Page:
Thousands years ago Jakarta was created from mud sediment
from rivers crossing this area heading into a gulf. The sediment
hardened, forming a furrow of stable land, or delta, shaped
like a Chinese wood-fan. It was this area of land which evolved
into the busy 14th and 15th century harbor called Sunda Kelapa.
On June 22nd, 1527, Fatahillah (an Indonesian Prince who took
over this area from the Dutch) changed the name from Sunda
Kelapa to Jayakarta. From then on, this date has been commemorated
as Jakarta's birthday.|
Jakarta lies on the northwestern coast of Java, from latitude
6' to 7' south and 107' to 108' east. In terms of size, Jakarta
covers a land area of 650.40 sq. km., constituting 0,03 %
of Indonesia's total land area. It has a population of over
For administrative purposes, Jakarta is divided into 5 jurisdictions:
Central Jakarta (54.89 sq. km.), West Jakarta (131.41 sq.
km.), North Jakarta (136.96 sq. km.), East Jakarta (182.01
sq. km.), and South Jakarta (145.13 sq. km.).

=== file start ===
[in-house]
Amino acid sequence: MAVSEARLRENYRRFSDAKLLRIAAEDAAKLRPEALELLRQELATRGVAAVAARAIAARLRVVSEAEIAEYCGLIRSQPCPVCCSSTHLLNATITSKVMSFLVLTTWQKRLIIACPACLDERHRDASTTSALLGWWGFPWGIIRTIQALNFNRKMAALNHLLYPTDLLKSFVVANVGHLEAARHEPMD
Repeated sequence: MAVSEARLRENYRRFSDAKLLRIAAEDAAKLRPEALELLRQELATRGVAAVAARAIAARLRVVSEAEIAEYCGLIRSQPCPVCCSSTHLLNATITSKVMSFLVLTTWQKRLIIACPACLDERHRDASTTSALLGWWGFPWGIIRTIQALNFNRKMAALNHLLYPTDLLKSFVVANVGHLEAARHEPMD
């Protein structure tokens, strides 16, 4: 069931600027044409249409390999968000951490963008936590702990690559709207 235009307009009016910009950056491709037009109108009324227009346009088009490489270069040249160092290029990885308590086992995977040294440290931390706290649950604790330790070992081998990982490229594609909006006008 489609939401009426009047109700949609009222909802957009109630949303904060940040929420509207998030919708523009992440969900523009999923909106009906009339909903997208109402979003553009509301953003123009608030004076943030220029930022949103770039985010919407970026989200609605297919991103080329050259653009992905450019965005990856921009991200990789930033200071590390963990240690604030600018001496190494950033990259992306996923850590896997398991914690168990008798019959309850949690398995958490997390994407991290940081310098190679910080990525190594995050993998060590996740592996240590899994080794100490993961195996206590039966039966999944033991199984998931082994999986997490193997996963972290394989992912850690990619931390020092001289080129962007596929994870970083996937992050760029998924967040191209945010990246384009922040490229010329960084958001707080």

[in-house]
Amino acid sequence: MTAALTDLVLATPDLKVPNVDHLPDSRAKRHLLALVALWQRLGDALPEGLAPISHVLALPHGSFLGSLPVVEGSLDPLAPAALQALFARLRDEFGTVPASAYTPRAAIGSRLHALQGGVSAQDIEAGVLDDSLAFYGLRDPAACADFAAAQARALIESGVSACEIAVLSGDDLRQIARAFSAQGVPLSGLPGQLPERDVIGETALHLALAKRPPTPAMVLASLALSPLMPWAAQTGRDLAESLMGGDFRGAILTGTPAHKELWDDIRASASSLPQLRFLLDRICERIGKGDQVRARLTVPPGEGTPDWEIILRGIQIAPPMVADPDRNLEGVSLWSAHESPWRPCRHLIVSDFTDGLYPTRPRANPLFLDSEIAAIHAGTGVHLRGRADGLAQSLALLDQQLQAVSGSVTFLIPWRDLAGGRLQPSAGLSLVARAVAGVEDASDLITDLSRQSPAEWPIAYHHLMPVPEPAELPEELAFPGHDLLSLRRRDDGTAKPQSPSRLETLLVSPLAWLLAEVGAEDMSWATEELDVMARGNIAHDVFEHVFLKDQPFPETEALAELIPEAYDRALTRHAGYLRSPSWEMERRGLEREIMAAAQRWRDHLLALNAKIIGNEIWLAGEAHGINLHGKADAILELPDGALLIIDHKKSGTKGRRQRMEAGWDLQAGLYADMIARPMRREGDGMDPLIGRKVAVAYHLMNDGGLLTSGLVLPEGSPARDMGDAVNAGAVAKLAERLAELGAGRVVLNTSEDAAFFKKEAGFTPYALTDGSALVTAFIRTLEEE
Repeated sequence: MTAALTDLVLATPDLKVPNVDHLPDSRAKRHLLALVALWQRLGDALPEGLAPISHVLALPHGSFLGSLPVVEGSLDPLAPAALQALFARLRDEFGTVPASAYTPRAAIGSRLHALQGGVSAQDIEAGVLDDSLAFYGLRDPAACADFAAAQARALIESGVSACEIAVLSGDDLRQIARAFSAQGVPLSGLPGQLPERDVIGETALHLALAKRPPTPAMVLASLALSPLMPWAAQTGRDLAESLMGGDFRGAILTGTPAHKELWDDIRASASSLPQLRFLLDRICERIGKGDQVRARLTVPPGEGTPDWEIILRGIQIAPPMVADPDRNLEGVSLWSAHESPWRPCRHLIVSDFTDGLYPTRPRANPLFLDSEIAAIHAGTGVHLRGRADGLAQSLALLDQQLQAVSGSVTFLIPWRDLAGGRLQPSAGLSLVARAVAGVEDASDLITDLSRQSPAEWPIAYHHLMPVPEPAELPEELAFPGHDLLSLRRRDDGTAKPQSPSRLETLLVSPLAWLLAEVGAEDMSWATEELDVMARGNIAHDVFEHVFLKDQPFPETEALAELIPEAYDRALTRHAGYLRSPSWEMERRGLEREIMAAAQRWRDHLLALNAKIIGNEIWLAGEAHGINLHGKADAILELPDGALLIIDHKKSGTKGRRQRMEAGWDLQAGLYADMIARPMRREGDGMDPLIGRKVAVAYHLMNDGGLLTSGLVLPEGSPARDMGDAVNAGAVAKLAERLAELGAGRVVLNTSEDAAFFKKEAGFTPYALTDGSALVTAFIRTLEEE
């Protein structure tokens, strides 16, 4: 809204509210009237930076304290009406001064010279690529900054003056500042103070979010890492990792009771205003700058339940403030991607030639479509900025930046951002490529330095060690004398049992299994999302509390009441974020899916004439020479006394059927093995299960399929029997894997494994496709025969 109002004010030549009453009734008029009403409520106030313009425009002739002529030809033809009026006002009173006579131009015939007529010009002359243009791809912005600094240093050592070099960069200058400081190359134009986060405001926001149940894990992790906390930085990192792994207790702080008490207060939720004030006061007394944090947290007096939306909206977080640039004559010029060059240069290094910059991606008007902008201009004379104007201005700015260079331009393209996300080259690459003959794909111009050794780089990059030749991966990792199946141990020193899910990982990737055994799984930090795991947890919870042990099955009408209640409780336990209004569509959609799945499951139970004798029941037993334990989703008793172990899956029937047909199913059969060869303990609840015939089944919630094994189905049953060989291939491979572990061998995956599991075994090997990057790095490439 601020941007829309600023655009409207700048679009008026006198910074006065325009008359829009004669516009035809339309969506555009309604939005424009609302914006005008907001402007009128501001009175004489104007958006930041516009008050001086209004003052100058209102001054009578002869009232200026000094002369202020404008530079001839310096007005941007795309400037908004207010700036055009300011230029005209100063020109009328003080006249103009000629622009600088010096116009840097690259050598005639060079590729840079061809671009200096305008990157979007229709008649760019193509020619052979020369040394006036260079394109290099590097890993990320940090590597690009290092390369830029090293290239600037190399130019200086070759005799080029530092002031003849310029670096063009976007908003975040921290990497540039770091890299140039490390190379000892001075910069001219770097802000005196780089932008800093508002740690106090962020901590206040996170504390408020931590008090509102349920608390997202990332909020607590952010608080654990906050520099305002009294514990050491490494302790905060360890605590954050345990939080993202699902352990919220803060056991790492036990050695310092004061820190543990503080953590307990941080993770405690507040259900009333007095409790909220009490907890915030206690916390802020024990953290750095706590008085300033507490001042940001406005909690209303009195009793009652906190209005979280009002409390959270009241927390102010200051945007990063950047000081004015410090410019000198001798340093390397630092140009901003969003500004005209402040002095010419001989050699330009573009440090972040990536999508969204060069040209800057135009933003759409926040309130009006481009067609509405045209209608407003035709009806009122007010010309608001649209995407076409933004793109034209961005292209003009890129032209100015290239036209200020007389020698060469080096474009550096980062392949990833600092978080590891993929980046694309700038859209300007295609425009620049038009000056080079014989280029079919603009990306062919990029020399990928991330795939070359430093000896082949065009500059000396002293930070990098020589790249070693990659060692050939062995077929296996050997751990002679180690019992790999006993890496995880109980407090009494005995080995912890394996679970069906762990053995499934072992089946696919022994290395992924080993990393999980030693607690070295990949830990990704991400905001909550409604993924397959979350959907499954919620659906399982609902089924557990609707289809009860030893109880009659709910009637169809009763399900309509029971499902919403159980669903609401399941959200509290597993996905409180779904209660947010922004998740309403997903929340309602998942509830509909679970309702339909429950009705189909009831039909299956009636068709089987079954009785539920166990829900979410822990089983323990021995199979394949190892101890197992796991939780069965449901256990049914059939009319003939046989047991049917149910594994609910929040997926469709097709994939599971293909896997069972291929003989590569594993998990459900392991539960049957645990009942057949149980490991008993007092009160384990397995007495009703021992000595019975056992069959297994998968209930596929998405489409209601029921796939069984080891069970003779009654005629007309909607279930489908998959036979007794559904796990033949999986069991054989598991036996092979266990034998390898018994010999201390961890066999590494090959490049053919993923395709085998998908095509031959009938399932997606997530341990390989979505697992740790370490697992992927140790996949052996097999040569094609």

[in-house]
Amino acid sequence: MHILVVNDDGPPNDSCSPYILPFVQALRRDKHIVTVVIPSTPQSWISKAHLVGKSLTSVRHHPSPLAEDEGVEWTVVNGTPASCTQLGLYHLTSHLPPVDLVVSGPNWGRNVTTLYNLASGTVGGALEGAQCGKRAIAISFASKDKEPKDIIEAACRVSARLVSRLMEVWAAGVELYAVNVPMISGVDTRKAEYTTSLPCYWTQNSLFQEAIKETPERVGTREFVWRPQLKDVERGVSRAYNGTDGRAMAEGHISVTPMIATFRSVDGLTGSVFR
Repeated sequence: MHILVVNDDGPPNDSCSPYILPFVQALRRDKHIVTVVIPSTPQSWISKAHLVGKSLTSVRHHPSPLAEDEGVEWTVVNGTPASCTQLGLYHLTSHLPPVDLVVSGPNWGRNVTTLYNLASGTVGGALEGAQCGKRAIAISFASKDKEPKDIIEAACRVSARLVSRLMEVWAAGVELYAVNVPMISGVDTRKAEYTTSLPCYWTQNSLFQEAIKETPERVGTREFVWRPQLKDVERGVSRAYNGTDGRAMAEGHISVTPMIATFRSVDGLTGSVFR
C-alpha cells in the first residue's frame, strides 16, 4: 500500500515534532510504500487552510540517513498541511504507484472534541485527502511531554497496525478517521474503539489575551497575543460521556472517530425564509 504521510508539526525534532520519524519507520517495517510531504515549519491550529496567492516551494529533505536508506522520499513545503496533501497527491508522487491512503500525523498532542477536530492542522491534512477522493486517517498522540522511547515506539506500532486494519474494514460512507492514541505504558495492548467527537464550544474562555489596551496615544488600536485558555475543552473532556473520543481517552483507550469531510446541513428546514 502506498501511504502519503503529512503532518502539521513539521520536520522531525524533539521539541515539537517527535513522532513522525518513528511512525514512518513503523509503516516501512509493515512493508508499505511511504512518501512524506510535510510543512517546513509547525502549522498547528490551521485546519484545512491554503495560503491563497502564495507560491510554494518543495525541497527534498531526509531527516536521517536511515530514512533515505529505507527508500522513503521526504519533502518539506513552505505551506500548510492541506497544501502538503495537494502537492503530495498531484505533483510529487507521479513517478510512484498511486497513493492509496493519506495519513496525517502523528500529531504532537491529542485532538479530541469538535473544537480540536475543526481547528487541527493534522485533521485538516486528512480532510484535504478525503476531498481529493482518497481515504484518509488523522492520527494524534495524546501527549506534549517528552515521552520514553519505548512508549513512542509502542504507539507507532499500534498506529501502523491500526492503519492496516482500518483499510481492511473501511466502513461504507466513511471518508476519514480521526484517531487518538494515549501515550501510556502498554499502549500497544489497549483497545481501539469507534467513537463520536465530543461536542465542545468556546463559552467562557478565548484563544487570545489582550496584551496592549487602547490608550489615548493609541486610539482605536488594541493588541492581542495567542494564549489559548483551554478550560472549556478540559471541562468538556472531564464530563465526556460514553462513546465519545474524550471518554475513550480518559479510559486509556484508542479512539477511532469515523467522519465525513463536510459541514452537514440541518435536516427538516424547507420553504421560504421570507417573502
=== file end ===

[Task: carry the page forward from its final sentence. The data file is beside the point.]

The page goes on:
The northern part of Jakarta is a plain land. Some areas here
are actually below sea level and therefore subject to frequent
flooding. Meanwhile, the southern parts of the city are hilly,
and consequently designated for reservoirs. There are ten
rivers in the south, most of these being canals flowing from
the mountains in the south, northwards towards the Java Sea.
The most important river is the Ciliwung, which divides Jakarta
into Western and Eastern principalities. The smaller ones
are: Kali (meaning river) Sunter, Kali Cipinang, Kali Krukut,
Kali Grogol, Kali Krendang and Kali Malang.
With a tropical climate, Jakarta's average daily temperature
is 27 degrees Celsius during a day, sometimes exceeding 35
degrees Celsius in the hot season. Nights are cooler, and
as with the rest of the country, Jakarta has two seasons:
the wet season from October to April (with the heaviest rains
falling from December to January), and the dry season from
May to September.